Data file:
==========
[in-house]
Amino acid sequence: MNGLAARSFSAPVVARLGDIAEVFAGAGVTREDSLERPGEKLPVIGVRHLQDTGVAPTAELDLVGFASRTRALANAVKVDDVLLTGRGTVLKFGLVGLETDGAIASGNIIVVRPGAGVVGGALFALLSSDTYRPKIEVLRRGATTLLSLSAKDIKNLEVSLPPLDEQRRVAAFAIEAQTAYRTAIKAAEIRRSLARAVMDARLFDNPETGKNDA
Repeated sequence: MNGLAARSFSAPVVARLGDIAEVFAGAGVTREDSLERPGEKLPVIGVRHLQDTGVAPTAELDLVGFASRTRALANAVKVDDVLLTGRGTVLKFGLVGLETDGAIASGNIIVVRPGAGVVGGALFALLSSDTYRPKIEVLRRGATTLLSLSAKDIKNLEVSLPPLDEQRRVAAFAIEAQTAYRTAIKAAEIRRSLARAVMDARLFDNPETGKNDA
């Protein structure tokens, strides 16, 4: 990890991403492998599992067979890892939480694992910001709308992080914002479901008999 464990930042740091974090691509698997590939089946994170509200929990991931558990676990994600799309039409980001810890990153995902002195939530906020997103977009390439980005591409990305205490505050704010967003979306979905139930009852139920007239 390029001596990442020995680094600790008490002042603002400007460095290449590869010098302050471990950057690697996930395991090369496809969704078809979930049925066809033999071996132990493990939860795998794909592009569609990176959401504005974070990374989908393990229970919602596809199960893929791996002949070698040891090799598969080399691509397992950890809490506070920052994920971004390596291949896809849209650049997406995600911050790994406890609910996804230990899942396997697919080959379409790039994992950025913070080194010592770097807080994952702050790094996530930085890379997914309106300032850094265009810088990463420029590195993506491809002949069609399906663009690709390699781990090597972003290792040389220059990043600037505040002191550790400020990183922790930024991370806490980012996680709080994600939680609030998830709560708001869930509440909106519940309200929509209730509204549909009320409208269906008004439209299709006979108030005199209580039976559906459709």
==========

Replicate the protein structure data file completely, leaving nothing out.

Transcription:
[in-house]
Amino acid sequence: MNGLAARSFSAPVVARLGDIAEVFAGAGVTREDSLERPGEKLPVIGVRHLQDTGVAPTAELDLVGFASRTRALANAVKVDDVLLTGRGTVLKFGLVGLETDGAIASGNIIVVRPGAGVVGGALFALLSSDTYRPKIEVLRRGATTLLSLSAKDIKNLEVSLPPLDEQRRVAAFAIEAQTAYRTAIKAAEIRRSLARAVMDARLFDNPETGKNDA
Repeated sequence: MNGLAARSFSAPVVARLGDIAEVFAGAGVTREDSLERPGEKLPVIGVRHLQDTGVAPTAELDLVGFASRTRALANAVKVDDVLLTGRGTVLKFGLVGLETDGAIASGNIIVVRPGAGVVGGALFALLSSDTYRPKIEVLRRGATTLLSLSAKDIKNLEVSLPPLDEQRRVAAFAIEAQTAYRTAIKAAEIRRSLARAVMDARLFDNPETGKNDA
């Protein structure tokens, strides 16, 4: 990890991403492998599992067979890892939480694992910001709308992080914002479901008999 464990930042740091974090691509698997590939089946994170509200929990991931558990676990994600799309039409980001810890990153995902002195939530906020997103977009390439980005591409990305205490505050704010967003979306979905139930009852139920007239 390029001596990442020995680094600790008490002042603002400007460095290449590869010098302050471990950057690697996930395991090369496809969704078809979930049925066809033999071996132990493990939860795998794909592009569609990176959401504005974070990374989908393990229970919602596809199960893929791996002949070698040891090799598969080399691509397992950890809490506070920052994920971004390596291949896809849209650049997406995600911050790994406890609910996804230990899942396997697919080959379409790039994992950025913070080194010592770097807080994952702050790094996530930085890379997914309106300032850094265009810088990463420029590195993506491809002949069609399906663009690709390699781990090597972003290792040389220059990043600037505040002191550790400020990183922790930024991370806490980012996680709080994600939680609030998830709560708001869930509440909106519940309200929509209730509204549909009320409208269906008004439209299709006979108030005199209580039976559906459709």